There are 107 million Americans who drink coffee on a regular basis with another 57 million occasional coffee drinkers. They consume an average of 1.7 cups per day. If you are an average coffee drinker you will consume approx. 34 gallons of coffee per year. This is the equivalent of the production of 18 coffee trees. These 18 coffee trees will be treated with 11and a half pounds of chemical fertilizers and pesticides each year. By changing to organic shade grown coffees you can make a big difference!

What you can do:

  • Ask for strictly organic, fair trade and/or bird friendly coffee whenever you buy coffee
  • Drink organic coffee: It tastes better and is better for you
  • Tell your friends to buy and drink only organic coffee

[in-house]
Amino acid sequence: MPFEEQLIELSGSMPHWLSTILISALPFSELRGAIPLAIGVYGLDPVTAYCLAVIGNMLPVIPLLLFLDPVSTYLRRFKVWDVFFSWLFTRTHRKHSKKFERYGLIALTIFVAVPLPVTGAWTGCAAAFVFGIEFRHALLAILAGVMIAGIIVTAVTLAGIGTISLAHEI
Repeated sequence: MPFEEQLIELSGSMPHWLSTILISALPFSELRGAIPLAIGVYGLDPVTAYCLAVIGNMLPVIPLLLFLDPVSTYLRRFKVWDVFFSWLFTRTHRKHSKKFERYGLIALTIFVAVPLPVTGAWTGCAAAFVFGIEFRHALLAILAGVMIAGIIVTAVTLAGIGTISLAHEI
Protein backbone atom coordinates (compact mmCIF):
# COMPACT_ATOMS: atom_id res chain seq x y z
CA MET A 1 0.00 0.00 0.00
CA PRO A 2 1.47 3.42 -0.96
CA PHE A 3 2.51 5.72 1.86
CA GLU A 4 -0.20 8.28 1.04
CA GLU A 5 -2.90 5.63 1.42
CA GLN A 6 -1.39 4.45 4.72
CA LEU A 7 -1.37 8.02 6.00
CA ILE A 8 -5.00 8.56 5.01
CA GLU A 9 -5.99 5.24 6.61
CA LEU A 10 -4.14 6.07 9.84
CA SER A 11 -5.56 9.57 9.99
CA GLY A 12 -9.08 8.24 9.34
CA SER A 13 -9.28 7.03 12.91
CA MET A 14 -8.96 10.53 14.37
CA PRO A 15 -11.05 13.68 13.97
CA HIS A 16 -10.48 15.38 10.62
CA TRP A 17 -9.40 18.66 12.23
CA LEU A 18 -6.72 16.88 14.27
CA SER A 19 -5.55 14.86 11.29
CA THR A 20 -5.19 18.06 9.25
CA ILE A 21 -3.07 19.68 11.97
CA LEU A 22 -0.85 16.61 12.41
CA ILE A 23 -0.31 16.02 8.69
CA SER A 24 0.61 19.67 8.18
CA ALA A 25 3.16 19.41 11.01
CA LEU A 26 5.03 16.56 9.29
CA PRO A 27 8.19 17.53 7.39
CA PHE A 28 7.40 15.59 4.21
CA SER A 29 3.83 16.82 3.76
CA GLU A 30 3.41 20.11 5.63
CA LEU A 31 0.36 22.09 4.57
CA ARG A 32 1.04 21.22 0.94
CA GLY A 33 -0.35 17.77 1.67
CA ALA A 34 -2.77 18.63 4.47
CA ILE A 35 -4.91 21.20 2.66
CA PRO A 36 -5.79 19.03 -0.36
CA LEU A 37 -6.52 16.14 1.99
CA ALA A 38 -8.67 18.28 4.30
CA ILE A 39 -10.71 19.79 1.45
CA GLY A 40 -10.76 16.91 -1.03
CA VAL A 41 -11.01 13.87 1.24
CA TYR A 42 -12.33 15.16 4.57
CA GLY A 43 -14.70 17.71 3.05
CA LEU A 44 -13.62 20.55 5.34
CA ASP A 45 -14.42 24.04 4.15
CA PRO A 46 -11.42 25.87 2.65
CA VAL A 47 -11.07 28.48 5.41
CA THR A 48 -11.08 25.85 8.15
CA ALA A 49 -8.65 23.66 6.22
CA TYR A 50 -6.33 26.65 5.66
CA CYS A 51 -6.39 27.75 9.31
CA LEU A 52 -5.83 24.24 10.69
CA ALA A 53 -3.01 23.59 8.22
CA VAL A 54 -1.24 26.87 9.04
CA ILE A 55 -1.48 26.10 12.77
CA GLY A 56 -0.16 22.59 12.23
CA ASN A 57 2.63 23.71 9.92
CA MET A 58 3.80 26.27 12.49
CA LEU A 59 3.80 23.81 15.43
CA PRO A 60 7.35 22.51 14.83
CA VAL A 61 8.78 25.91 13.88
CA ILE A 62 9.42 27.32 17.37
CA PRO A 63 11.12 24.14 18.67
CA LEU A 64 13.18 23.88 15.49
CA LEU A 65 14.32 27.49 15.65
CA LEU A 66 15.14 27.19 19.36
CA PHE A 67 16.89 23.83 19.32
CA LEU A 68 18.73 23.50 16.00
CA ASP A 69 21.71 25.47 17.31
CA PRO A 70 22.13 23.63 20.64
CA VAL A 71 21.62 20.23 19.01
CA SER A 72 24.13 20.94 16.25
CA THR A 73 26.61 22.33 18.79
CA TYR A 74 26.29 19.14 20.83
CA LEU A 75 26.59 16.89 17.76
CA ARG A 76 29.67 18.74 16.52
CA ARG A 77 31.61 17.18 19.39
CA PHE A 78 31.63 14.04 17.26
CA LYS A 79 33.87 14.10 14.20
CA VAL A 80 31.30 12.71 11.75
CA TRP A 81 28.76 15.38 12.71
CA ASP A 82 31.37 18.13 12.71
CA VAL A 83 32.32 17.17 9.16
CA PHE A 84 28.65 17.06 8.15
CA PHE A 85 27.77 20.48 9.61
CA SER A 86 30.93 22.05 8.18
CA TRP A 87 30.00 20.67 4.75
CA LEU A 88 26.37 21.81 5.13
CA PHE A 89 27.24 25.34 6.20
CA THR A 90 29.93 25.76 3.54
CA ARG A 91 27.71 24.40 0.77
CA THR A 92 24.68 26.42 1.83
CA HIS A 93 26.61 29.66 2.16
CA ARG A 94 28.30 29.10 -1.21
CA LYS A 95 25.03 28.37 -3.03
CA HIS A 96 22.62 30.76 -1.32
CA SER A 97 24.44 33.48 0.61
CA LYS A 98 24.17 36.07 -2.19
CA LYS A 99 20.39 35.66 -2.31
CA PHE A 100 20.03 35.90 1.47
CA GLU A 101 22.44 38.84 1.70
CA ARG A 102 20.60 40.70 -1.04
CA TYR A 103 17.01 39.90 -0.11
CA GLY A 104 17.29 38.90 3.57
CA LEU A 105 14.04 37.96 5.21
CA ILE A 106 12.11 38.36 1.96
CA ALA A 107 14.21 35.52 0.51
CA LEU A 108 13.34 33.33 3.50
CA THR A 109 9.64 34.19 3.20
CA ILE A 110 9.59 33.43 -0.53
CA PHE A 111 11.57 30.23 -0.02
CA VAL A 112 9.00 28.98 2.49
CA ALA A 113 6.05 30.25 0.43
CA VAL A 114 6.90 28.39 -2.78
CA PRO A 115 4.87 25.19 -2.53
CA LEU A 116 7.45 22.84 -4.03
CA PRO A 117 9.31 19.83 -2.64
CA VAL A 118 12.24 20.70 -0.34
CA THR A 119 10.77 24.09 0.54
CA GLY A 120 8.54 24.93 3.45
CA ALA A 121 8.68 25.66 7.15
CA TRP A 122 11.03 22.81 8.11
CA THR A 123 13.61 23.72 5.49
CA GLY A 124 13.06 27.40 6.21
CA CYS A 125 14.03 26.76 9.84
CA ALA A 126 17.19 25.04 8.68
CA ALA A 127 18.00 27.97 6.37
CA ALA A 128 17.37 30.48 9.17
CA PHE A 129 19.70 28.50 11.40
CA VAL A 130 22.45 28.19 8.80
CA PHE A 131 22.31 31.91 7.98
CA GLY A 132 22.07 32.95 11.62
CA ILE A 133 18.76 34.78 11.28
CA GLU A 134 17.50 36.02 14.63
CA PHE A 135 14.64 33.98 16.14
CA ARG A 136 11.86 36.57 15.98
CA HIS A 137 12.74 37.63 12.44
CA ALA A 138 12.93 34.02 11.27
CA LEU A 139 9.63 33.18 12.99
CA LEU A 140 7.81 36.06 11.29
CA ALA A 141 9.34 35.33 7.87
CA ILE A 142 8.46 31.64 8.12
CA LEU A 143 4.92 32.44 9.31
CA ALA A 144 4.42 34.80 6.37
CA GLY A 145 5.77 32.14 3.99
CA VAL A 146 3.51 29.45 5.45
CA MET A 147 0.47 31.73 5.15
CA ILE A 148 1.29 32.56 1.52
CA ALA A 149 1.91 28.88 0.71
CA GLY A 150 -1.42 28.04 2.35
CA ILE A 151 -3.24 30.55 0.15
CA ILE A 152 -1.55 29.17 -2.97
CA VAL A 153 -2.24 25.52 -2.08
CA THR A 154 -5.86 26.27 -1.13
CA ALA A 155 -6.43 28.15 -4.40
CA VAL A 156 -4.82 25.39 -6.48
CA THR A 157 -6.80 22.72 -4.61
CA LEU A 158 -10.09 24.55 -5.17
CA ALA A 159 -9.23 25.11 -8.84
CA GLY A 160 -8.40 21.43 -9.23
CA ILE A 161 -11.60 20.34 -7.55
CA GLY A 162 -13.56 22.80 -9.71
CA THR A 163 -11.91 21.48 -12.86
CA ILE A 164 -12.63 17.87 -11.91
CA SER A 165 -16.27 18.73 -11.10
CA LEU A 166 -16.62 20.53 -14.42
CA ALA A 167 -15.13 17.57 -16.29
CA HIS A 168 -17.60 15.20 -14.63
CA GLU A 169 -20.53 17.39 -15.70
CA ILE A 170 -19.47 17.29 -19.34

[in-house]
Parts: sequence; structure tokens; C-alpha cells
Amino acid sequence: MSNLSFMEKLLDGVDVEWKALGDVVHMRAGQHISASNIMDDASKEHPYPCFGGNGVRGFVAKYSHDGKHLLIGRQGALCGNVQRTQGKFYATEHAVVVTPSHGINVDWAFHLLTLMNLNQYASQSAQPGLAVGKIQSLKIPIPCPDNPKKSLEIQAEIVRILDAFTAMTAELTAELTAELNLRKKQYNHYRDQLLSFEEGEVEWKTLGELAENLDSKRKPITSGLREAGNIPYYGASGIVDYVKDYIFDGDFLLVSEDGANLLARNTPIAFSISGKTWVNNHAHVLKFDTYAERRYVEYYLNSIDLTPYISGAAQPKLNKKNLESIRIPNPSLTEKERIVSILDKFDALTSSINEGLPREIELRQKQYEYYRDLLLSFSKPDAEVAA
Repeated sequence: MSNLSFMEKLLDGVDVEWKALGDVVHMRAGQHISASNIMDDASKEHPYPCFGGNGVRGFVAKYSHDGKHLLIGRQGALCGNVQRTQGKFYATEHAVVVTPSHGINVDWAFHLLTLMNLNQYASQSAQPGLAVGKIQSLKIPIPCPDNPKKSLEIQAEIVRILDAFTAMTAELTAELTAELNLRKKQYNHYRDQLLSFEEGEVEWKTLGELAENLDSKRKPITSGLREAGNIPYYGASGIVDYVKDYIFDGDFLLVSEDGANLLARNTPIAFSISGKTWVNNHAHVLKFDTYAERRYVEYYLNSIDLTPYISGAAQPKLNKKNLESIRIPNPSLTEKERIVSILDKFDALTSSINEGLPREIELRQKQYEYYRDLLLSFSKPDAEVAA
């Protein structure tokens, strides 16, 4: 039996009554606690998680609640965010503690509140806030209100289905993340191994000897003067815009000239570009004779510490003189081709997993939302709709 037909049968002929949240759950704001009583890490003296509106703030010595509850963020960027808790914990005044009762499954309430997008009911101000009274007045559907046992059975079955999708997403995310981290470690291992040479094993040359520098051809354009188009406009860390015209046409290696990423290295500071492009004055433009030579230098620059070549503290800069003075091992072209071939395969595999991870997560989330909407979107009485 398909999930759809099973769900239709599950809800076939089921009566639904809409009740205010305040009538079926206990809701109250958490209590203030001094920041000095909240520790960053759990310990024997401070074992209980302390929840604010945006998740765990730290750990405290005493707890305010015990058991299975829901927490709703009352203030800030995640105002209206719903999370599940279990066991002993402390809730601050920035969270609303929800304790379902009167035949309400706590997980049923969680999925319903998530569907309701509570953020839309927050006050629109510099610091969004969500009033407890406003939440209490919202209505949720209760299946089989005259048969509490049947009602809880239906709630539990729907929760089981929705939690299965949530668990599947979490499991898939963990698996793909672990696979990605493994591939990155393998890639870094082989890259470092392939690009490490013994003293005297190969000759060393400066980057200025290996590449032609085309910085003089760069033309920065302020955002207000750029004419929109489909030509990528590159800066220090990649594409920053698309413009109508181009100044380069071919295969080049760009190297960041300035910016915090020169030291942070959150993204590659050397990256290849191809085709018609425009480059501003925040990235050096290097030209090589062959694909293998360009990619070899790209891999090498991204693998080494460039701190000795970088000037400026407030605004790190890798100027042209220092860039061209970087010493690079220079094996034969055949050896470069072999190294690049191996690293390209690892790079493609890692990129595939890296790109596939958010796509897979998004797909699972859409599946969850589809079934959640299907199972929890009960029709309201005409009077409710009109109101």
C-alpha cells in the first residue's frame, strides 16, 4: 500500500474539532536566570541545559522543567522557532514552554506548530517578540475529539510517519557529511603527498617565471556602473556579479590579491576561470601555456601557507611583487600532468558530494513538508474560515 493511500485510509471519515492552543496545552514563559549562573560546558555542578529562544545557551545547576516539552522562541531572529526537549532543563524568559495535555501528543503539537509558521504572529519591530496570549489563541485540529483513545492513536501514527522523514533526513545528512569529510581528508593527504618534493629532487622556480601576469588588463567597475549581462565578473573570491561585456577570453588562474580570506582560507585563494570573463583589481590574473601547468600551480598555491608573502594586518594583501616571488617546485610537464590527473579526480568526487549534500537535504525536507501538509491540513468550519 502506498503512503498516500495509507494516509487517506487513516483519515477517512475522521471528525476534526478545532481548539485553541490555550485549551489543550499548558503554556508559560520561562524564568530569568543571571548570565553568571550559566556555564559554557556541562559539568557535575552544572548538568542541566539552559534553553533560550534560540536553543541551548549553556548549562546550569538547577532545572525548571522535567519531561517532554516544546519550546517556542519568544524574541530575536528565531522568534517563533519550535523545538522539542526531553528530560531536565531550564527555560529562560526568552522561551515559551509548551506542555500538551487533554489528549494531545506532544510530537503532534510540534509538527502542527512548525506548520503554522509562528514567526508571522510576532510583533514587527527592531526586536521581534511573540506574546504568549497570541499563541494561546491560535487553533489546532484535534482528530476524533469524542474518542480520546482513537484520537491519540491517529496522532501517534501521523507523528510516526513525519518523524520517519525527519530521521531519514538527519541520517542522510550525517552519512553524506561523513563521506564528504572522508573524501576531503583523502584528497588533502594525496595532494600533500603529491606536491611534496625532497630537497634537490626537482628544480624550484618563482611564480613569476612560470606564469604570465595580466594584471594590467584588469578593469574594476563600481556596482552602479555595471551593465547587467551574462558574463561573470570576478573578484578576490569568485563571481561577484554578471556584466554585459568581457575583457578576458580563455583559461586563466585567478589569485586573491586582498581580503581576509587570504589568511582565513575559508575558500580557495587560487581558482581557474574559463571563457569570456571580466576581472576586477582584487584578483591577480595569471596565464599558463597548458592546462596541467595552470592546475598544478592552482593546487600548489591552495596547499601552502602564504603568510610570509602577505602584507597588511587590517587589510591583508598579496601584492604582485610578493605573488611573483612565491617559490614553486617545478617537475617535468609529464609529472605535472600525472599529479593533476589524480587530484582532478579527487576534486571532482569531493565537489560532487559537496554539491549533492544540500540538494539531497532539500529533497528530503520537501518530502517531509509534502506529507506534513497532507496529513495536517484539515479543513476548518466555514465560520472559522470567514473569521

• Ask the people at work to drink organic coffee
  • Ask restaurants, meetings and events where coffee is served to start using fair trade coffee

How forged steel knives are made

There are two main types of knives on the market today – Forged Steel and Stainless steel. Forged steel knives require more maintenance, but are easier to sharpen and most top quality knives are made of the forged varieties. Here below is how forged steel knives are made.

Many commercial companies that forge steel knives have been using 5160, 1084 and 1080. These are types of steel are used to create consumer grade forged steel knives. Each type of steel has consistent and unique properties.The initial step for the art of shaping the metal is called grain refinement which is composed of normalization, quenching and tempering.

At normalization, the stresses are removed from the blade that were created during it was forged. The blades are heated to a critical temperature of just about 1450 degrees Fahrenheit in a special furnace. The blades are cooled slowly in air and then continuously repeated three times depending on the type of steel used.